We should encourage that as far as possible. When I see the heading "inland fisheries", I think of the stories we hear about fishing during November when it is not permitted. The embellished stories one hears from all parts of the country would often make one wonder how the salmon survive at all. Overall, I believe our inland fisheries are a massive, untapped resource. Significant money is being generated around the country in the area and I ask the Minister to explain how the capital funding is being spent.

I note that patrol man-hours have decreased from 164,000 in 2012 to 139,000. I also note that the pay estimate has decreased. I assume these are linked.

What does the Deputy say is linked - pay and what else?

The reduction in patrol man-hours.

On inland fishery patrols, have we any figures regarding successful prosecutions or prosecutions pending? What is the level of activity in that regard?

The main issue raised by Deputy Moynihan relates to the rationalisation of premises. As members are aware, there has been a great deal of rationalisation here in recent times. Nine boards have become a single board, there has been considerable restructuring and the organisation is extracting itself from expensive rental accommodation in north Dublin. A new headquarters has been acquired and it is intended the move will take place this year. Considerable control has been exercised in terms of staffing. There have also been advances in technology in terms of the capacity of the Inland Fisheries Organisation to use new technologies, particularly remote sensing on waterways. All of this has an impact in terms of man-hours and staffing.

In regard to the question raised by Deputy Harrington, I do not have that information with me, but I will forward the information to him. As the Deputy probably knows well, coming from the constituency he does, prosecutions are a last resort. For a variety of reasons, it is not practical to shoot first and ask questions afterwards in this area. A great deal of work has gone into trying to encourage more responsible fishing locally and the staff are very good and have worked assiduously at doing this. On the number of prosecutions that have taken place, I will supply that information to the Deputy by way of a letter.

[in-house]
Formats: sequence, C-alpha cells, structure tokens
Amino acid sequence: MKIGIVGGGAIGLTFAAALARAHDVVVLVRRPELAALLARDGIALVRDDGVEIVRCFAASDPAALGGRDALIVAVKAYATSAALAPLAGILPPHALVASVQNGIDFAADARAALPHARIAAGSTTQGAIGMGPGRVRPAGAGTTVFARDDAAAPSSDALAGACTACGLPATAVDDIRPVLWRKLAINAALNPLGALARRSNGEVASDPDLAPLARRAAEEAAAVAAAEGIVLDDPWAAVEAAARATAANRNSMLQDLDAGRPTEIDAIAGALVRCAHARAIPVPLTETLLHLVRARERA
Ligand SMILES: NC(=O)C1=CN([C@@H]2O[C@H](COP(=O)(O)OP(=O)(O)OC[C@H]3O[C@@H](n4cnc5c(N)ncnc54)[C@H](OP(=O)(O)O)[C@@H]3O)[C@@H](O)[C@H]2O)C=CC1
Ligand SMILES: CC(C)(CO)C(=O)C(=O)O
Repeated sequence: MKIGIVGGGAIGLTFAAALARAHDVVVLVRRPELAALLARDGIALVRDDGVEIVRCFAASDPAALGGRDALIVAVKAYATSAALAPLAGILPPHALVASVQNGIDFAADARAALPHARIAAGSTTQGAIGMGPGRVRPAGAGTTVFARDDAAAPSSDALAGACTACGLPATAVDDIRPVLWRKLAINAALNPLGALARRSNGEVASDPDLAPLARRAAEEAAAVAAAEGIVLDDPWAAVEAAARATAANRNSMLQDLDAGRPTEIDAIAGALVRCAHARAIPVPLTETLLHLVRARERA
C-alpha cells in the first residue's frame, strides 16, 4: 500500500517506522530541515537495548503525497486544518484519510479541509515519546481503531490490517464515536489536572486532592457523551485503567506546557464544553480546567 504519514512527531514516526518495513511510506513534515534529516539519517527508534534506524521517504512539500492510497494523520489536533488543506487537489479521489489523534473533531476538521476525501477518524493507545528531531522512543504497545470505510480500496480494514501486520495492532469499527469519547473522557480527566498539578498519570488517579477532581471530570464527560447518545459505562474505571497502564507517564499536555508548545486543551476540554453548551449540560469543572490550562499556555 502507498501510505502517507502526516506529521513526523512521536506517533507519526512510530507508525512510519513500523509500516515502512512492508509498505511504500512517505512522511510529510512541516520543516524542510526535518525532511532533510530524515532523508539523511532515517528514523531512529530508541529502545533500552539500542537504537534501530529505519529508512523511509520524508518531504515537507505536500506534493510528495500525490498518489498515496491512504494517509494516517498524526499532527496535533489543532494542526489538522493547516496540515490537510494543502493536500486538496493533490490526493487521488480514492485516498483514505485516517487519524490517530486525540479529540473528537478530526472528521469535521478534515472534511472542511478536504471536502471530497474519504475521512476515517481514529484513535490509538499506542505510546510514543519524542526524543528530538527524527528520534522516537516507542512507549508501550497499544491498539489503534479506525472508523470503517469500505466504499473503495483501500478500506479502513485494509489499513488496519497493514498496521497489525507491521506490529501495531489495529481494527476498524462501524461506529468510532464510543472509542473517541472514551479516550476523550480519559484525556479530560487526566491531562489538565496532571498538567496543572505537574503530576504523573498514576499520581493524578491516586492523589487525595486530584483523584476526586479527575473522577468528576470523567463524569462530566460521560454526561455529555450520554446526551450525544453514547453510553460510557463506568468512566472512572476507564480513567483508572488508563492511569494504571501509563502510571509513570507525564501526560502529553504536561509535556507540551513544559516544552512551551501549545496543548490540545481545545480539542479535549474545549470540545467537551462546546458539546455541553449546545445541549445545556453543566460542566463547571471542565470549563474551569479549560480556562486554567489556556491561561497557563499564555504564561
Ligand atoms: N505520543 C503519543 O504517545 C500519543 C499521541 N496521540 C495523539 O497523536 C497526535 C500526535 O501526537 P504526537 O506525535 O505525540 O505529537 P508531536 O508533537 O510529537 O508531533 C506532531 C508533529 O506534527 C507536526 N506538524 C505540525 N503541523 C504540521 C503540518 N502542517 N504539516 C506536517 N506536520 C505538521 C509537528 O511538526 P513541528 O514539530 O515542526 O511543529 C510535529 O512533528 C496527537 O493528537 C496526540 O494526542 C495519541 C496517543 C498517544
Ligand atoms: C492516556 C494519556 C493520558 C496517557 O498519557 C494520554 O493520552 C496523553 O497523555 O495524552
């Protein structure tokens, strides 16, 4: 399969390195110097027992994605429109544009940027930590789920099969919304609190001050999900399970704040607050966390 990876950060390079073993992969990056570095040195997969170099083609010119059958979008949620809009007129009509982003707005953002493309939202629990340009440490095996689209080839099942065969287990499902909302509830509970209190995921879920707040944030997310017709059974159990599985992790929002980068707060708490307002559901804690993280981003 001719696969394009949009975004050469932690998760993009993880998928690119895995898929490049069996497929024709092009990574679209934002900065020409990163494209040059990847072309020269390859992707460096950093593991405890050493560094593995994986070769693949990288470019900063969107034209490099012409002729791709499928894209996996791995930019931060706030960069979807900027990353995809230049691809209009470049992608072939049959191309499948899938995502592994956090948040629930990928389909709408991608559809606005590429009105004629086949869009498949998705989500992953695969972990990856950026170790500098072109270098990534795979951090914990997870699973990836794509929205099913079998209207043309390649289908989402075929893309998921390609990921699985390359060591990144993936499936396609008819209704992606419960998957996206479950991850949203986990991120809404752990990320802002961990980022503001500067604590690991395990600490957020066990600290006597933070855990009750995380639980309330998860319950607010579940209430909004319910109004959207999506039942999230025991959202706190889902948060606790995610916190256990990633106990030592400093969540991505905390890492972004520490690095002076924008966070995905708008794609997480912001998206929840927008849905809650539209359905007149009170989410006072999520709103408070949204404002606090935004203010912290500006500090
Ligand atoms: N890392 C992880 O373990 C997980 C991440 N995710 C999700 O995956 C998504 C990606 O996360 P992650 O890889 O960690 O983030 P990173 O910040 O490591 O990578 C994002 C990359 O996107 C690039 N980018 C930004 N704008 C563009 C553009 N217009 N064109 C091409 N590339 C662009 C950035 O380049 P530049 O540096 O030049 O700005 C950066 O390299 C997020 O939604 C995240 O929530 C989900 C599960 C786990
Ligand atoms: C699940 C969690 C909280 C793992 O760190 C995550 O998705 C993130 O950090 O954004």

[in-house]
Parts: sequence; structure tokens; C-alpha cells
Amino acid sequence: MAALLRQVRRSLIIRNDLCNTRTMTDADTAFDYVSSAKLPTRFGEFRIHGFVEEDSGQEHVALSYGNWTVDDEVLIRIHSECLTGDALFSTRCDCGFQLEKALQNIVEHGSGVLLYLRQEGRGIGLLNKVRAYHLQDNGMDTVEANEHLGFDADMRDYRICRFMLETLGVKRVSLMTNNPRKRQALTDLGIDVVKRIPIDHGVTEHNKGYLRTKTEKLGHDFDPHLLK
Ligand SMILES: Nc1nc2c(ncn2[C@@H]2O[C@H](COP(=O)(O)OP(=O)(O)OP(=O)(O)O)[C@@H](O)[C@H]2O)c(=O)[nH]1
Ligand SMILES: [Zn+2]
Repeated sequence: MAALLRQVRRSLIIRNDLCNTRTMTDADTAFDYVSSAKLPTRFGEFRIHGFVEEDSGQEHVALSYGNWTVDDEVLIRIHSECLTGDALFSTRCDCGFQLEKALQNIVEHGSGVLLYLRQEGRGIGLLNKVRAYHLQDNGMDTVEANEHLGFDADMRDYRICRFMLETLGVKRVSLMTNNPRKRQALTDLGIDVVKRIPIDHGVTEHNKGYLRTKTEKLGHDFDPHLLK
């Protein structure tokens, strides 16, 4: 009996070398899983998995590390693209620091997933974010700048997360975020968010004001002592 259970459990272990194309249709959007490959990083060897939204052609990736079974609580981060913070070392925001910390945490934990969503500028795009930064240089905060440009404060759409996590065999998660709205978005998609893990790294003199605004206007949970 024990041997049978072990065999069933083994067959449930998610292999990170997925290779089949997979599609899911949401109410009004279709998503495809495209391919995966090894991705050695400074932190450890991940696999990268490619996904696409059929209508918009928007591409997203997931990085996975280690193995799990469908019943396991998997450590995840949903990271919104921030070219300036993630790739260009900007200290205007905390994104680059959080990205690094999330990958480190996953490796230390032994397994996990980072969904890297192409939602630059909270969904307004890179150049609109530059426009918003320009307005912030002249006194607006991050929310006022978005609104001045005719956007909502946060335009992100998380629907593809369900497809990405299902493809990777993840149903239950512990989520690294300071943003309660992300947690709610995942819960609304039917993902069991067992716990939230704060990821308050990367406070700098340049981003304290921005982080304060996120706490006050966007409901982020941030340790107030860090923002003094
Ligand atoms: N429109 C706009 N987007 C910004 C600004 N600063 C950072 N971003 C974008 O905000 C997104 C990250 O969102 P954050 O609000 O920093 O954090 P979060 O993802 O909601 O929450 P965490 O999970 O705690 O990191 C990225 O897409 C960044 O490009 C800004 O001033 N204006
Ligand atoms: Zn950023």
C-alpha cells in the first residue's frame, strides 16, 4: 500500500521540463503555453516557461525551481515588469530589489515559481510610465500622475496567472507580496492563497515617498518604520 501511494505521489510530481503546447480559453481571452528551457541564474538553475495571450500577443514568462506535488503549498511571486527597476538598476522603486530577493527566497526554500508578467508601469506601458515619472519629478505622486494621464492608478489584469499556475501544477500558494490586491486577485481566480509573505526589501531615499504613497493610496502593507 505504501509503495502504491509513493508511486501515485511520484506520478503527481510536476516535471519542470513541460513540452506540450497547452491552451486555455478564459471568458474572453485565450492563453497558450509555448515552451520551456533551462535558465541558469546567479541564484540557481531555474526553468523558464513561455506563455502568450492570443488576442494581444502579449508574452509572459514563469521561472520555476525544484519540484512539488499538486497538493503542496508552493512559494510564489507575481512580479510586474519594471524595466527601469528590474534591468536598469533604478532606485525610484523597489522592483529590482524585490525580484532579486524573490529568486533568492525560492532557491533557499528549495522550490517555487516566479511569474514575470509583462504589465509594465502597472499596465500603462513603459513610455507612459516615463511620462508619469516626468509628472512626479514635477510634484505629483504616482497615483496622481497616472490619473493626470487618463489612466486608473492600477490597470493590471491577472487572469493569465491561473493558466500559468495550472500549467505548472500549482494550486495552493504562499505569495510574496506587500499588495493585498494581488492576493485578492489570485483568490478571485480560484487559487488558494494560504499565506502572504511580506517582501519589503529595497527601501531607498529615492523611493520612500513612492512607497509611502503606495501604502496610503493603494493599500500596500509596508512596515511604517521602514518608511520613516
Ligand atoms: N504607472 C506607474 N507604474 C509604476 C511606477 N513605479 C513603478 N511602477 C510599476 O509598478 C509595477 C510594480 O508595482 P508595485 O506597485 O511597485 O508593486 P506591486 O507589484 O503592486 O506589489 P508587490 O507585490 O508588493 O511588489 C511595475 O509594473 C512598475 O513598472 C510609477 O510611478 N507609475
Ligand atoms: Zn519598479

We will move on to the final appropriations in aid. Are there any questions or comments?

I have just one question on the broadcasting licence fee and its appropriation among the independent broadcasters and RTÉ. How is that broken down percentage-wise? Would it be possible to take a look at how it is shared? Many independent broadcasters, particularly local radio stations, find it extremely difficult to operate and have cut their costs to the minimum. I do not need to describe the services they provide, but will the Minister give us a breakdown of how the fee is divided?

Essentially, what happens is that the money comes in on one side of the balance sheet and goes out on the other side. It is broken down by way of an allocation of 7% to the sound and vision fund, with a fixed figure of just over €9 million to TG4. Also, as mentioned earlier, 12.5% goes as an agency fee to An Post for collection of the licence. The allocation to TG4 was enshrined in the legislation a couple of years ago. Other than this, the money comes in on one side of the balance sheet and goes out on the other. Its use and apportionment in RTÉ is a matter for the board and management of RTÉ.

I know from experience that there is no significant grandstanding on this committee in comparison with a couple of years ago, when there was not a high-profile person working in RTÉ who was not trailed in terms of his or her hourly or weekly earnings. We seem to have matured a bit and that is welcome. However, there are still questions to be raised about the efficient allocation of what is taxpayers' money and about ensuring value for money and fairness in the allocation to different categories within RTÉ. We have had regular meetings with the management of RTÉ to make that point and to stress that onerous commitment, following the hugely depressing accounts for 2012, when the cost of the redundancy programme was factored into the accounts. It is a huge undertaking for RTÉ to bring in accounts that break even at the end of this year, but that is what is required of it. We will look at that as the year progresses.

We have now completed our consideration of the Revised Estimates for Vote 29. I thank the Minister and his officials for assisting us with our consideration of the Estimates and the programmes.